Policy sequencing to gradually increase the stringency of policies to reduce greenhouse gas emissions has become an influential narrative without much evidence beyond selected policies and sectors or case studies of individual countries. Here we provide international and cross-sectoral evidence on climate policy sequences for the G20 economies and 18 other large emitters. We find that policy sequences towards carbon pricing are a consistent pattern in the data.
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All data are publicly available and were obtained from the following sources: climate policy data, https://climatepolicydatabase.org (CC BY-NC 4.0); data on carbon pricing policies, https://carbonpricingdashboard.worldbank.org/ (CC-BY 4.0: https://datacatalog.worldbank.org/public-licenses); data on education from the Human Development Indicators, https://hdr.undp.org/en/data (Creative Commons Attribution 3.0 IGO: https://hdr.undp.org/terms-use); data on GDP per capita and control of corruption, https://data.worldbank.org/ (CC-BY 4.0: https://datacatalog.worldbank.org/public-licenses); data on fossil fuel reserves, https://www.eia.gov/ (public domain: https://www.eia.gov/about/copyrights_reuse.php).
A replication package is available at https://github.com/mlinzze/climate-policy-sequences.
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We thank S. S. Aiyar (IMF), A. Alichi (IMF), M. Auffhammer (Berkeley), M. Chin (IMF), S. Dietz (LSE), S. Fankhauser (Oxford), G. Gostlow (LSE), D. Heine (World Bank), F. Jaumotte (IMF), L. Nascimento (NewClimate Institute), M. Pahle (PIK), R. Salgado (IMF), T. da Silva Filho (IMF), P. Sodsriwiboon (IMF), J. Wiegand (IMF) and participants in internal seminars at IMF and LSE for valuable comments and suggestions. M.L. acknowledges financial support by the United Kingdom’s Economic and Social Research Council with grant number 2300776. For the purpose of open access, the authors have applied a Creative Commons Attribution (CC BY) licence to any Author Accepted Manuscript version arising. All remaining errors are our own. The views expressed in this paper are those of the authors and do not necessarily represent the views of the IMF, its Executive Board or IMF management.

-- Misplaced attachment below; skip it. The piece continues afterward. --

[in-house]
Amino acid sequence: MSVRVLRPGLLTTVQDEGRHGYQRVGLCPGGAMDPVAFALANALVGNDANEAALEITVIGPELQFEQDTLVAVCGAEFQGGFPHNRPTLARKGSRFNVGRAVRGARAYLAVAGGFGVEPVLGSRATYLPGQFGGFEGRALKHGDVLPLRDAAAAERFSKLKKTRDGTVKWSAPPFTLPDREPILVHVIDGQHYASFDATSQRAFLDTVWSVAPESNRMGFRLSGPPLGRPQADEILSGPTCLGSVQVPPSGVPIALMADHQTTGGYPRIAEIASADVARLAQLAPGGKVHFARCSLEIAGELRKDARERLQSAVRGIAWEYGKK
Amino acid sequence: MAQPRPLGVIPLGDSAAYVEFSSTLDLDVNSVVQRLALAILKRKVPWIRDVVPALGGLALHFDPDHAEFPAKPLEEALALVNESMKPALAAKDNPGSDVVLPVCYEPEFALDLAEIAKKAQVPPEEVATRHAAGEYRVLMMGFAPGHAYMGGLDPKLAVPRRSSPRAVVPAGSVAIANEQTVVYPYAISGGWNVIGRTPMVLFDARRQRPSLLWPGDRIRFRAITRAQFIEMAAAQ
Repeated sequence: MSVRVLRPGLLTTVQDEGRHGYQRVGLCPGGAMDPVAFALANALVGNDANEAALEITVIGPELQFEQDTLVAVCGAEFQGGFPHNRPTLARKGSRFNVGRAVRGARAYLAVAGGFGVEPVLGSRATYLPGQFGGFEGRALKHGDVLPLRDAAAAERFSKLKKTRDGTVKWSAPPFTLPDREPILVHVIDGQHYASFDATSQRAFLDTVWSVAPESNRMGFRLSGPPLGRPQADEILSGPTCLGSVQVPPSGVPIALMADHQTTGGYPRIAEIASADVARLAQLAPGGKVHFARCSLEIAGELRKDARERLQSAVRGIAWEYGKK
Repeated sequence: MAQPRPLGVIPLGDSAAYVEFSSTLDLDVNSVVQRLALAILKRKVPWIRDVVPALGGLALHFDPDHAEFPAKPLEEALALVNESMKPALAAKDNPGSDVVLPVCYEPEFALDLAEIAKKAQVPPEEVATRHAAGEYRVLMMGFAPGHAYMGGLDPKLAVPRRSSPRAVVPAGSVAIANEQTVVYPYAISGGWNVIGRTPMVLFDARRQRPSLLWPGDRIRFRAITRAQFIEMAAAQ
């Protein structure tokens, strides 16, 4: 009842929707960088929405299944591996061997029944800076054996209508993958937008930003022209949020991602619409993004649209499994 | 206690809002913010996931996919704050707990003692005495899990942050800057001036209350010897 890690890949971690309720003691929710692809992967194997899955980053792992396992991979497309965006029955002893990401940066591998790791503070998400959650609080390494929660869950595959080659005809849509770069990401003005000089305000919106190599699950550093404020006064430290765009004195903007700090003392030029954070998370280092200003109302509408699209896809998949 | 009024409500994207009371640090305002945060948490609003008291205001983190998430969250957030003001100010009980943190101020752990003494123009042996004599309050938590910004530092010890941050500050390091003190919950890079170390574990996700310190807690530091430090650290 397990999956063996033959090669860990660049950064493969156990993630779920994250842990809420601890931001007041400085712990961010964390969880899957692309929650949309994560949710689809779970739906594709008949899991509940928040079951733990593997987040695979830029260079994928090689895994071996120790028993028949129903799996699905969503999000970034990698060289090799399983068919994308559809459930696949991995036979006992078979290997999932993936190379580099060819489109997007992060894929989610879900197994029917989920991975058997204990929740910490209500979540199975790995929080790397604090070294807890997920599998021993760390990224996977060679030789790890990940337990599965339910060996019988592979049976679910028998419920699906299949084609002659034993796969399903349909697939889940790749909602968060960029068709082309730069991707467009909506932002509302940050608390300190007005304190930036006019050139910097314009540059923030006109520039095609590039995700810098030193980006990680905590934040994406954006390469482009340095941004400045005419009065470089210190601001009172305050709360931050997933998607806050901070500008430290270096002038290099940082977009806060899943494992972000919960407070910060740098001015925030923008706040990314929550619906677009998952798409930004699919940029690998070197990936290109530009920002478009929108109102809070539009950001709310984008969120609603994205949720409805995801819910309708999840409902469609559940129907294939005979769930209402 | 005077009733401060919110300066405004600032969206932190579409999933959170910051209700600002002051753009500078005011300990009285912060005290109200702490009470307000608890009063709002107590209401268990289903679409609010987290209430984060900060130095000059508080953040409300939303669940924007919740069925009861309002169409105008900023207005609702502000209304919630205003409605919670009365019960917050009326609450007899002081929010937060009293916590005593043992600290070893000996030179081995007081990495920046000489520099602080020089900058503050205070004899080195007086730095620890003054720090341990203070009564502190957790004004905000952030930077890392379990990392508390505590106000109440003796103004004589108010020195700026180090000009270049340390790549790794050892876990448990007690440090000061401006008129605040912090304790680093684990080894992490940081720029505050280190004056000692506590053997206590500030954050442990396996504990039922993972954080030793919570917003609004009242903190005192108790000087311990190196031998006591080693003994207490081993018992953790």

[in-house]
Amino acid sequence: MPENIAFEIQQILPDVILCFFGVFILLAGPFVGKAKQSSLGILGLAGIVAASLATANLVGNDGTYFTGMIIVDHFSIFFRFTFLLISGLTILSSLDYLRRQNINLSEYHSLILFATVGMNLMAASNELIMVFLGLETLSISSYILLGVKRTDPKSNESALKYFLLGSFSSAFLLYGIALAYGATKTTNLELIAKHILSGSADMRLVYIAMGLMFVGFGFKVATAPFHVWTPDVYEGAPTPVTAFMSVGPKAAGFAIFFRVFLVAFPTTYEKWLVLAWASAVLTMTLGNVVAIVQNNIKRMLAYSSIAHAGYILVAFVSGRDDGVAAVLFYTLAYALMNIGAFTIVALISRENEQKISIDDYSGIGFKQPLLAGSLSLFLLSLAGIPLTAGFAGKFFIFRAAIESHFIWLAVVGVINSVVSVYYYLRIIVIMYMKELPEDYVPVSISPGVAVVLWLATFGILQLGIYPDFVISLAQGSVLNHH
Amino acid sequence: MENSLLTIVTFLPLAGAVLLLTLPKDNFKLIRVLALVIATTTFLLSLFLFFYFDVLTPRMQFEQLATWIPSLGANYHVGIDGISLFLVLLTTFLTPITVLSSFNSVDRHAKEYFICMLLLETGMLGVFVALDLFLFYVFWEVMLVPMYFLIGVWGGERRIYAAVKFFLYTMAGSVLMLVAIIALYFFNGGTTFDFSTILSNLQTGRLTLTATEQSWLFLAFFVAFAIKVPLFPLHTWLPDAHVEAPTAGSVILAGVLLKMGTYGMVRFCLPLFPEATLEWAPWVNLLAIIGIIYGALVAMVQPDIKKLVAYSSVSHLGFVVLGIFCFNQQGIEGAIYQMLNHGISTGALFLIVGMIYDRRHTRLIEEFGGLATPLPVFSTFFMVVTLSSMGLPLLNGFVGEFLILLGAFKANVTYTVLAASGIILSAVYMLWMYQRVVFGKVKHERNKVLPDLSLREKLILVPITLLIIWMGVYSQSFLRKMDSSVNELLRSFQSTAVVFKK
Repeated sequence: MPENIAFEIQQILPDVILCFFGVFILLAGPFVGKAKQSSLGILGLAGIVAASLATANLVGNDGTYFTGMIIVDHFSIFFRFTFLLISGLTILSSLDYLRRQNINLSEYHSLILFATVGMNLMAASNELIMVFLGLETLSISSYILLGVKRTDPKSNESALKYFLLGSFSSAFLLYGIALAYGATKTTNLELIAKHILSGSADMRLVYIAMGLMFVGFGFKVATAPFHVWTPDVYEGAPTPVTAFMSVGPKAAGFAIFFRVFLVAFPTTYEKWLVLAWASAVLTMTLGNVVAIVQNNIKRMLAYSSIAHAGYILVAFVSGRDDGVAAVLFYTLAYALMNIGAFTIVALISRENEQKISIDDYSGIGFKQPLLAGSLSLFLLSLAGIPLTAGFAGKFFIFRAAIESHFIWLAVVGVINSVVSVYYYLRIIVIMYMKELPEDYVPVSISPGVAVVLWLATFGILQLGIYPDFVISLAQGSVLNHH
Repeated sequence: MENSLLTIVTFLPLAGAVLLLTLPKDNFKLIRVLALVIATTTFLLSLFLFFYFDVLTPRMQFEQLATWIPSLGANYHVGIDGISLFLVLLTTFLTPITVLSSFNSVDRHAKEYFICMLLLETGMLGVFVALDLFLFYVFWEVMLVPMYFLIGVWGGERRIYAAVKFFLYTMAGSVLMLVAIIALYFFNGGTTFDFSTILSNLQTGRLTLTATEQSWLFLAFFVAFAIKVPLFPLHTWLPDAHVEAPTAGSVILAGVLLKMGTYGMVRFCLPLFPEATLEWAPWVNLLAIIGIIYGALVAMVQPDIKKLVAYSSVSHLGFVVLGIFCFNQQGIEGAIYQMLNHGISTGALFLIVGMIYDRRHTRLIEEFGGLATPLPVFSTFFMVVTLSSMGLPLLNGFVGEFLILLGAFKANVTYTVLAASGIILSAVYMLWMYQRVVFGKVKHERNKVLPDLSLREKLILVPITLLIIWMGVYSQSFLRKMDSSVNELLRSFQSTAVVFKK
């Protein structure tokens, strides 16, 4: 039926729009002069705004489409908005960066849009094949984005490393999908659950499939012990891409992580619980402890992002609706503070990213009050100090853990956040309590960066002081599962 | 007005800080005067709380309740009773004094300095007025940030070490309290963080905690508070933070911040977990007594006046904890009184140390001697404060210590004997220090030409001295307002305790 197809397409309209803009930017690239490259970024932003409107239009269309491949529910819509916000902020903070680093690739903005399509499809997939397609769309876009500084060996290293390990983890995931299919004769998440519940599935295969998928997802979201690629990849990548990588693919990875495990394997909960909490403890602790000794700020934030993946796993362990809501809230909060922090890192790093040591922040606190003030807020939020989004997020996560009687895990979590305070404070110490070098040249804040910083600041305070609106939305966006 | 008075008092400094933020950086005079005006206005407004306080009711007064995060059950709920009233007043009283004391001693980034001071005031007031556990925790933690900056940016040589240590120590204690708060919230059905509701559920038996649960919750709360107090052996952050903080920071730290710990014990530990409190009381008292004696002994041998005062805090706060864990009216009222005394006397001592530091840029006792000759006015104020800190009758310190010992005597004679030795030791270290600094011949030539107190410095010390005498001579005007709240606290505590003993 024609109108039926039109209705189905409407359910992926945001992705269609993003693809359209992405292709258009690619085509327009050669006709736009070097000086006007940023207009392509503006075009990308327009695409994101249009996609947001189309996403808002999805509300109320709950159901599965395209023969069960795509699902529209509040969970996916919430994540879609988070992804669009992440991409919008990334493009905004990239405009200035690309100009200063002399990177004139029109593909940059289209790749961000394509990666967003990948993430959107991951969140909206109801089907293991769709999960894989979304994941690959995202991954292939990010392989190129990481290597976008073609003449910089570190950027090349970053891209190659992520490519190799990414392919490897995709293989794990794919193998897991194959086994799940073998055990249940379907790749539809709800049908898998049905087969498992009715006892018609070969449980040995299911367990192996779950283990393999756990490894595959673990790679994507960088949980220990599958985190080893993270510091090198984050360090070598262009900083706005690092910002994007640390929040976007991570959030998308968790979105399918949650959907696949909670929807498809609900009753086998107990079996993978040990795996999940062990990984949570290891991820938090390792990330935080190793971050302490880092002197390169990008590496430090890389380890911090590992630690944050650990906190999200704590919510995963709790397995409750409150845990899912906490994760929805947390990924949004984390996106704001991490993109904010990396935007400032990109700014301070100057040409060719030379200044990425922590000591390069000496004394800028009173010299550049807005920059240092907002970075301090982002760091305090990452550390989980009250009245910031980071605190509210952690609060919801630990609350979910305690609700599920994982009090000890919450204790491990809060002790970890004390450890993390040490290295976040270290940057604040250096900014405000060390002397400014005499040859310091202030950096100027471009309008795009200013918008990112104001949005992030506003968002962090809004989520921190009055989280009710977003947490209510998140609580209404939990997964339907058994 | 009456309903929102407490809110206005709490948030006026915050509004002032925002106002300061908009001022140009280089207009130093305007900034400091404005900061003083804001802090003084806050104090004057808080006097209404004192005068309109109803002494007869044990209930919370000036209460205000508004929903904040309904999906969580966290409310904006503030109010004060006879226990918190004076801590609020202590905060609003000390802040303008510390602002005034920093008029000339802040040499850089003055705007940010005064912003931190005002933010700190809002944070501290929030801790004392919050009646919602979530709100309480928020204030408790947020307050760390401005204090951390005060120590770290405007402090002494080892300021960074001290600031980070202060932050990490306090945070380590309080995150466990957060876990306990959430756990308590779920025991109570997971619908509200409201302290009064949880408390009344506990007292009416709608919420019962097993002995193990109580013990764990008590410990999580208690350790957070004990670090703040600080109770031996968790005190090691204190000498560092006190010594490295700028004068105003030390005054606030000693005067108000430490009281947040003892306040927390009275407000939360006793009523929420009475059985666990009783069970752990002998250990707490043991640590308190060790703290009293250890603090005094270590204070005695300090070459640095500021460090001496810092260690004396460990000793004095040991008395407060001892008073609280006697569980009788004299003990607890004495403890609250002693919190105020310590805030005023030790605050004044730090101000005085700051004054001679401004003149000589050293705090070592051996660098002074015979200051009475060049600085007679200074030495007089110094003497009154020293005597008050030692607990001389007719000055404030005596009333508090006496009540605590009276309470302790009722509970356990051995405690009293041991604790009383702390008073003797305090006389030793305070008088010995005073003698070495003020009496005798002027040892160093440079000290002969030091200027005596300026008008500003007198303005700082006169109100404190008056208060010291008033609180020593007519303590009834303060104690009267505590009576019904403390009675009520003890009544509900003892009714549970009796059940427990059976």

The authors declare no competing interests.
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Nature Climate Change thanks Chris Bataille, Jonas Meckling, Toon Vandyck and Michael Pahle for their contribution to the peer review of this work.
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Extended Data Fig. 2 Length of climate policy sequences at the time of adoption of the first carbon pricing policy.
The histograms show the cumulative percentages of countries that used the given number of instrument types in the corresponding sector before they adopted their first carbon pricing policy.
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Linsenmeier, M., Mohommad, A. & Schwerhoff, G. Policy sequencing towards carbon pricing among the world’s largest emitters. Nat. Clim. Chang. (2022). https://doi.org/10.1038/s41558-022-01538-8